At the Frick, he will be responsible for presenting music in its galleries and managing its 86-year-old classical concert program. he latter will take advantage of the museum’s newly constructed 220-seat auditorium—one of the additions to the institution’s Gilded Age mansion, which is nearing the end of a major restoration project. “The new auditorium will provide an incredible space for performance, allowing audiences to reconnect with the storied core classical program at the Frick, while also providing greater flexibility to present a broad mix of musical styles,” said Ney in a statement.

Harry Cooper takes on a new curatorial role at the National Gallery

Headshot of man in black suit and red tie.
Harry Cooper. Courtesy the National Gallery of Art

Harry Cooper, the long-time head of the National Gallery of Art’s department of modern and contemporary art, is taking on a new role at the Washington, D.C.-based museum. Cooper will now oversee its early 20th-century paintings and sculptures as the inaugural Bunny Mellon curator of modern art.

Throughout his 16 years as a department head, Cooper “has put an indelible and unique mark on the National Gallery, for which we will be forever grateful,” said Kaywin Feldman, the museum’s director, in a statement. Presenting some forty exhibitions during his tenure, Cooper was also responsible for acquiring more than 500 works for the museum—including its first paintings by Cecily Brown, Alex Katz and Yoshitomo Nara and its first sculptures by Henri Matisse and Kiki Smith. He also oversaw the acquisitions of numerous collections, more recently managing a donation of Joseph Cornell boxes and collages from collectors Robert and Aimee Lehrman.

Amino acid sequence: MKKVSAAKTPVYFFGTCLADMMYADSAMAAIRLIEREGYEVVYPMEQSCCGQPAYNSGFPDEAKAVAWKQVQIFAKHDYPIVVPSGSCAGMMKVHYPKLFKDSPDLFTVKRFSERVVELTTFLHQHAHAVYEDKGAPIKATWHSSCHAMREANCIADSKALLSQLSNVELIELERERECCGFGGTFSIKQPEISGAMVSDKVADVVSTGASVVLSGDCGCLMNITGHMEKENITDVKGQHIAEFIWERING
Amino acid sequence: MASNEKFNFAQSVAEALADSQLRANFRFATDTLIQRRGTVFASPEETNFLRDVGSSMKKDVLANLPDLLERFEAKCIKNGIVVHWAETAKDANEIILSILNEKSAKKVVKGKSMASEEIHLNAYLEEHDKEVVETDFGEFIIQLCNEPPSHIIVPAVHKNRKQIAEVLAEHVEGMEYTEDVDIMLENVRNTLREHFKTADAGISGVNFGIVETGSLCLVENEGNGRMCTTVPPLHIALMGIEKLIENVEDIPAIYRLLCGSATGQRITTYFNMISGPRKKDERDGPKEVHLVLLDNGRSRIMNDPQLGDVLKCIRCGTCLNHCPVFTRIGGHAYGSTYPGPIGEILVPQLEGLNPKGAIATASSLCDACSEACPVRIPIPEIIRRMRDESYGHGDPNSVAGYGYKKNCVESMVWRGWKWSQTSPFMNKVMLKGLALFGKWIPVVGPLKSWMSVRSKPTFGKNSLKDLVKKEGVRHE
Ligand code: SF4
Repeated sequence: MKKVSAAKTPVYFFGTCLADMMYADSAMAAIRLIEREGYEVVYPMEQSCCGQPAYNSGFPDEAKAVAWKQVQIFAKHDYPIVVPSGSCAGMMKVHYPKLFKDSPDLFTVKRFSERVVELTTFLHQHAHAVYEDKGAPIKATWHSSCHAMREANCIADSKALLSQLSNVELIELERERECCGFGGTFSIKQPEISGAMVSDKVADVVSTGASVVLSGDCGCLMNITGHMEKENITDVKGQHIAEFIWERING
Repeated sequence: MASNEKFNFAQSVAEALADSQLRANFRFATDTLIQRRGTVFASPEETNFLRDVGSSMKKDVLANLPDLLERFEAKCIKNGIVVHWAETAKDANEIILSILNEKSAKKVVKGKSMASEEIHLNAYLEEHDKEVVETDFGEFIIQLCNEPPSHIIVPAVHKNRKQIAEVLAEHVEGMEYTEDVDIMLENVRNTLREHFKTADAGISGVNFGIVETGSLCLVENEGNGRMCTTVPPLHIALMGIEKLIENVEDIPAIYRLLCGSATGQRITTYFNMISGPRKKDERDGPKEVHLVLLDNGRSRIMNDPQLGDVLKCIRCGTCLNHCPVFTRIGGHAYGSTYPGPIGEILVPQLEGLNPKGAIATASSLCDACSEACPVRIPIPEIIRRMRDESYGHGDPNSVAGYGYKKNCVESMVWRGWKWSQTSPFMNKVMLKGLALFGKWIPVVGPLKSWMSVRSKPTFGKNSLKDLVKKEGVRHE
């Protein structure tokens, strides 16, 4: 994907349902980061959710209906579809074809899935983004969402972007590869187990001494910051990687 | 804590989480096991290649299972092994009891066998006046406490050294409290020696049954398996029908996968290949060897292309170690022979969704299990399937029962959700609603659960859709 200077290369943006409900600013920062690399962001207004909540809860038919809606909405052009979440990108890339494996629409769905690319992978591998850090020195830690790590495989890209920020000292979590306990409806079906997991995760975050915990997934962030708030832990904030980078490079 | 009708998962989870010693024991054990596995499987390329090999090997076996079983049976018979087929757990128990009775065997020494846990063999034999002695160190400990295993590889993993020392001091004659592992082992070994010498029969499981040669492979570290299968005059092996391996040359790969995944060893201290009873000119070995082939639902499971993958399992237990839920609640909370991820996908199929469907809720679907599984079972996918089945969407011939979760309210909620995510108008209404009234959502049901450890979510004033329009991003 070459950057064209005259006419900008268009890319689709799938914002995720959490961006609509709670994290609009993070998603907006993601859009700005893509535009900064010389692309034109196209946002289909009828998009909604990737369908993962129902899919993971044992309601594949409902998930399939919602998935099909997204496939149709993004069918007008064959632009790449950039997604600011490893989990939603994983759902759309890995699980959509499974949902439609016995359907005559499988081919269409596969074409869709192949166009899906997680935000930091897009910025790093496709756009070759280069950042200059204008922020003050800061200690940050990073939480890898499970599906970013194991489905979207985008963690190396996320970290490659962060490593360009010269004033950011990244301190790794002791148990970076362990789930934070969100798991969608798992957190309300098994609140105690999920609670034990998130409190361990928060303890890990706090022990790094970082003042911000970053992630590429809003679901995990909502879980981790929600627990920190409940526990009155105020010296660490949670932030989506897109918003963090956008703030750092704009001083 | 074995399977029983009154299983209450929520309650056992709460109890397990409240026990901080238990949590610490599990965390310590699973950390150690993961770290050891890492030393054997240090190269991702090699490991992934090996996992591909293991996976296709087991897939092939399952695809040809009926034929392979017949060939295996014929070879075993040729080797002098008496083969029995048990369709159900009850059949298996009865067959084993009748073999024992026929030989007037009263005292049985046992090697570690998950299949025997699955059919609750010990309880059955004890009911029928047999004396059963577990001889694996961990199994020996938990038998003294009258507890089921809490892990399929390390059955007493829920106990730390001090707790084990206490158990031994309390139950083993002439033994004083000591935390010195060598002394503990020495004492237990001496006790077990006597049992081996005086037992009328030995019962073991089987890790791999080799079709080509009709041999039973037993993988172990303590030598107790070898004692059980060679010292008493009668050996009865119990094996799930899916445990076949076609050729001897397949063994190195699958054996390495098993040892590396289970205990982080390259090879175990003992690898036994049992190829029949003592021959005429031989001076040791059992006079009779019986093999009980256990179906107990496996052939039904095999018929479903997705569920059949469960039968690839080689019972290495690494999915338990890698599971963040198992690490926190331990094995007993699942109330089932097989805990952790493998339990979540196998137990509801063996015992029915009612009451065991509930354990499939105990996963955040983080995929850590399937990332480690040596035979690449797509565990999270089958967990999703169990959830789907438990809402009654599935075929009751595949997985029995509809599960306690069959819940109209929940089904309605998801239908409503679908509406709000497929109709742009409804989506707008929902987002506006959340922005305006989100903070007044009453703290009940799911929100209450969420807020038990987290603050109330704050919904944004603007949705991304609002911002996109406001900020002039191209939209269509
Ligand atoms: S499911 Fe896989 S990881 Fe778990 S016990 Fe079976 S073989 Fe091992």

Cooper’s curatorial role was made possible via a gift from the Gerard B. Lambert Foundation. The organization honors the legacy of the late arts patron Rachel Lambert “Bunny” Mellon, who alongside her husband Paul Mellon gave more than 1,000 works to the National Gallery. In his new position, Cooper will steward the museum’s postwar American art and expand its collection of early modernism to include underrepresented artists, in addition to overseeing the Robert and Jane Meyerhoff Collection. Molly Donovan, current curator of contemporary art at the National Gallery, will step in as acting head of the modern and contemporary art department.

Stefan Krause to head the Met’s Arms and Armor Department

Man in navy suit stands in front of desk and bookshelf
Stefan Krause. Courtesy Metropolitan Museum of Art

The Metropolitan Museum of Art’s Arms and Armor Department, which houses around 14,000 objects from varying cultures and historical eras, will soon receive a new curator in charge in the form of Stefan Krause. Currently the director of the Imperial Armoury at Vienna’s Kunsthistorisches Museum, Krause will step into his new role this September.

“I am so excited to welcome Stefan Krause after an international search for the curator in charge of the Arms and Armor Department, which houses one of the most comprehensive collections of its kind in some of the museum’s most beloved galleries, and which are about to undergo a significant refurbishment,” said Max Hollein, the Met’s director and CEO, in a statement. “He is a deeply respected colleague, and we look forward to supporting him, along with his entire team, as they embark on a re-thinking of their current installation and interpretation of the collection.”

Krause, who in 2010 and 2011 was a fellow at the Met’s Arms and Armor Department first joined the Kunsthistorisches Museum nearly two decades ago. Initially holding positions in its education department and as a research fellow and curator, he has directed its Imperial Armoury since 2020. Besides overseeing collection acquisitions and authoring publications, he has organized exhibitions like the 2022 “Iron Men: Fashion in Steel.”

Cultural Comings and Goings: The Whitney’s New Chief Curator and More